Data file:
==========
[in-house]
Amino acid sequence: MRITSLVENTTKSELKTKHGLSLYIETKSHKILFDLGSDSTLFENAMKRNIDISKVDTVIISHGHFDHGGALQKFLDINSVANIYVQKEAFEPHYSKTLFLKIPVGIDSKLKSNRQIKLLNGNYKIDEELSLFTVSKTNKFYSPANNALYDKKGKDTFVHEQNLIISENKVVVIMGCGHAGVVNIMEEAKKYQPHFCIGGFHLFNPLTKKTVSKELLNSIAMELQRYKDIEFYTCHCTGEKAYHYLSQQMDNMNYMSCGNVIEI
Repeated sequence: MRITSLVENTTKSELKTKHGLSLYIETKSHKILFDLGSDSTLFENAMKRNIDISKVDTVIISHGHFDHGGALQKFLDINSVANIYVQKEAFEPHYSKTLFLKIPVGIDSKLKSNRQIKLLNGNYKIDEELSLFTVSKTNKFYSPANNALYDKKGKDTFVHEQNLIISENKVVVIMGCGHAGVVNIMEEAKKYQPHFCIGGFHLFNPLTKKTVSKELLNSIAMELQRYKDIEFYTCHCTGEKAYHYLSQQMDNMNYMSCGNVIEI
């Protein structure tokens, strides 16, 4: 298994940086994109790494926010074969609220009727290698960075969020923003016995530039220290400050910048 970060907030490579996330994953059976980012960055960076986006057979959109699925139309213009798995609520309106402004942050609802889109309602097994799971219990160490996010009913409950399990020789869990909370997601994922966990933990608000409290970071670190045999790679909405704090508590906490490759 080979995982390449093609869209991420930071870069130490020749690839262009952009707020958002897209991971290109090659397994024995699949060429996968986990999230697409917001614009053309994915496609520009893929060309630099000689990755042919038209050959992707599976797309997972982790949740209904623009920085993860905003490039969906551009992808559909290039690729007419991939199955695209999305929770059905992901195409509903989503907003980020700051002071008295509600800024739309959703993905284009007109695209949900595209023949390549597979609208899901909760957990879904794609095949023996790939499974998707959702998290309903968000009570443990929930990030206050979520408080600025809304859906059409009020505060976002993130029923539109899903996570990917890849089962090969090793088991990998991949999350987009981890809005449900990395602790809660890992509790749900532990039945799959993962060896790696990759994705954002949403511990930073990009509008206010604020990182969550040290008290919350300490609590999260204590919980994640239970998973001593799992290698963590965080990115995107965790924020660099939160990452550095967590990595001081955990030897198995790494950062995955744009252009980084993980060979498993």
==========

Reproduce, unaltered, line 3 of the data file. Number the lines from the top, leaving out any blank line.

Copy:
Repeated sequence: MRITSLVENTTKSELKTKHGLSLYIETKSHKILFDLGSDSTLFENAMKRNIDISKVDTVIISHGHFDHGGALQKFLDINSVANIYVQKEAFEPHYSKTLFLKIPVGIDSKLKSNRQIKLLNGNYKIDEELSLFTVSKTNKFYSPANNALYDKKGKDTFVHEQNLIISENKVVVIMGCGHAGVVNIMEEAKKYQPHFCIGGFHLFNPLTKKTVSKELLNSIAMELQRYKDIEFYTCHCTGEKAYHYLSQQMDNMNYMSCGNVIEI